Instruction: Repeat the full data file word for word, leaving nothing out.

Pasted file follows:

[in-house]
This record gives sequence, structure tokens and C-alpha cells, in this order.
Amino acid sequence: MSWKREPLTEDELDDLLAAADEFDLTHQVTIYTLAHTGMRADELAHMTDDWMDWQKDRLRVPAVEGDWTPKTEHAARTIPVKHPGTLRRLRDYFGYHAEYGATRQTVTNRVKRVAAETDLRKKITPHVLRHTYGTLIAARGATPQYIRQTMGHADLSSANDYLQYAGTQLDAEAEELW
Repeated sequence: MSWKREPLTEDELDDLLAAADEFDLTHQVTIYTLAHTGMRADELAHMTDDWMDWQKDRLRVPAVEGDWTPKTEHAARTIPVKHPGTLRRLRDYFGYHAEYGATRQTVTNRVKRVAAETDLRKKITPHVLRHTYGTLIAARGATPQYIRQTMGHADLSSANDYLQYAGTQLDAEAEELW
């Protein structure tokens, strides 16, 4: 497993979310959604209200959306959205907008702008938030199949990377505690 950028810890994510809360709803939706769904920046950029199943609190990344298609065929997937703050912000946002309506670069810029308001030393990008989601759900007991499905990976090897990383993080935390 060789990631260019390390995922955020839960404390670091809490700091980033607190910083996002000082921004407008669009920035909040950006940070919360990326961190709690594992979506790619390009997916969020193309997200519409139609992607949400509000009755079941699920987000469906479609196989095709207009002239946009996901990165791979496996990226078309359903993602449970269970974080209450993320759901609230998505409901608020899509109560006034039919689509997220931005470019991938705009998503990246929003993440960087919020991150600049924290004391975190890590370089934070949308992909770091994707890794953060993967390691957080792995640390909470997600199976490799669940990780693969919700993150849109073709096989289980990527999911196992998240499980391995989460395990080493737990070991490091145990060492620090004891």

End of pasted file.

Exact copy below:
[in-house]
This record gives sequence, structure tokens and C-alpha cells, in this order.
Amino acid sequence: MSWKREPLTEDELDDLLAAADEFDLTHQVTIYTLAHTGMRADELAHMTDDWMDWQKDRLRVPAVEGDWTPKTEHAARTIPVKHPGTLRRLRDYFGYHAEYGATRQTVTNRVKRVAAETDLRKKITPHVLRHTYGTLIAARGATPQYIRQTMGHADLSSANDYLQYAGTQLDAEAEELW
Repeated sequence: MSWKREPLTEDELDDLLAAADEFDLTHQVTIYTLAHTGMRADELAHMTDDWMDWQKDRLRVPAVEGDWTPKTEHAARTIPVKHPGTLRRLRDYFGYHAEYGATRQTVTNRVKRVAAETDLRKKITPHVLRHTYGTLIAARGATPQYIRQTMGHADLSSANDYLQYAGTQLDAEAEELW
């Protein structure tokens, strides 16, 4: 497993979310959604209200959306959205907008702008938030199949990377505690 950028810890994510809360709803939706769904920046950029199943609190990344298609065929997937703050912000946002309506670069810029308001030393990008989601759900007991499905990976090897990383993080935390 060789990631260019390390995922955020839960404390670091809490700091980033607190910083996002000082921004407008669009920035909040950006940070919360990326961190709690594992979506790619390009997916969020193309997200519409139609992607949400509000009755079941699920987000469906479609196989095709207009002239946009996901990165791979496996990226078309359903993602449970269970974080209450993320759901609230998505409901608020899509109560006034039919689509997220931005470019991938705009998503990246929003993440960087919020991150600049924290004391975190890590370089934070949308992909770091994707890794953060993967390691957080792995640390909470997600199976490799669940990780693969919700993150849109073709096989289980990527999911196992998240499980391995989460395990080493737990070991490091145990060492620090004891």